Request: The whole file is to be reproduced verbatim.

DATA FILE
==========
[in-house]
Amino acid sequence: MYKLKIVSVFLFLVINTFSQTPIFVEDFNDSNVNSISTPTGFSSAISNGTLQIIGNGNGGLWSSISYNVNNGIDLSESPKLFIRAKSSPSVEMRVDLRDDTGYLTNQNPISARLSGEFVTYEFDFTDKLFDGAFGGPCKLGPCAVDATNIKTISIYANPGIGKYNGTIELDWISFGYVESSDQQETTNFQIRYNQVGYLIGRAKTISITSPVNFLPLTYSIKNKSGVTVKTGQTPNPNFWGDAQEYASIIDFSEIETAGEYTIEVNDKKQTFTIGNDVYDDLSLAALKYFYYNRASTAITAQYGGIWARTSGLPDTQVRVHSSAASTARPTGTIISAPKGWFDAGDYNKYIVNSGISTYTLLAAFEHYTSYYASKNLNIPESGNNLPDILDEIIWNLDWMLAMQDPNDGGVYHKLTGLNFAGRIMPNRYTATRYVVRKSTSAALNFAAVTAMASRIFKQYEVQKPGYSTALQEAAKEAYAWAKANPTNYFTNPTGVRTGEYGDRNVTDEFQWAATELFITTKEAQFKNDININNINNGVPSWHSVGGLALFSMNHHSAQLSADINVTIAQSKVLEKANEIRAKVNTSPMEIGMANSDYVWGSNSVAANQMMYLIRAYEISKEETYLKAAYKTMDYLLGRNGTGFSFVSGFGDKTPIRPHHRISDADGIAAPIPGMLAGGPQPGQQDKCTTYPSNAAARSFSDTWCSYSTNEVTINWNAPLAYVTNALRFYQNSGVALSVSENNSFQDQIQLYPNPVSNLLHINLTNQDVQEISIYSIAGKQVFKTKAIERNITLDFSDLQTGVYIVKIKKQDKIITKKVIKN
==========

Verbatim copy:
[in-house]
Amino acid sequence: MYKLKIVSVFLFLVINTFSQTPIFVEDFNDSNVNSISTPTGFSSAISNGTLQIIGNGNGGLWSSISYNVNNGIDLSESPKLFIRAKSSPSVEMRVDLRDDTGYLTNQNPISARLSGEFVTYEFDFTDKLFDGAFGGPCKLGPCAVDATNIKTISIYANPGIGKYNGTIELDWISFGYVESSDQQETTNFQIRYNQVGYLIGRAKTISITSPVNFLPLTYSIKNKSGVTVKTGQTPNPNFWGDAQEYASIIDFSEIETAGEYTIEVNDKKQTFTIGNDVYDDLSLAALKYFYYNRASTAITAQYGGIWARTSGLPDTQVRVHSSAASTARPTGTIISAPKGWFDAGDYNKYIVNSGISTYTLLAAFEHYTSYYASKNLNIPESGNNLPDILDEIIWNLDWMLAMQDPNDGGVYHKLTGLNFAGRIMPNRYTATRYVVRKSTSAALNFAAVTAMASRIFKQYEVQKPGYSTALQEAAKEAYAWAKANPTNYFTNPTGVRTGEYGDRNVTDEFQWAATELFITTKEAQFKNDININNINNGVPSWHSVGGLALFSMNHHSAQLSADINVTIAQSKVLEKANEIRAKVNTSPMEIGMANSDYVWGSNSVAANQMMYLIRAYEISKEETYLKAAYKTMDYLLGRNGTGFSFVSGFGDKTPIRPHHRISDADGIAAPIPGMLAGGPQPGQQDKCTTYPSNAAARSFSDTWCSYSTNEVTINWNAPLAYVTNALRFYQNSGVALSVSENNSFQDQIQLYPNPVSNLLHINLTNQDVQEISIYSIAGKQVFKTKAIERNITLDFSDLQTGVYIVKIKKQDKIITKKVIKN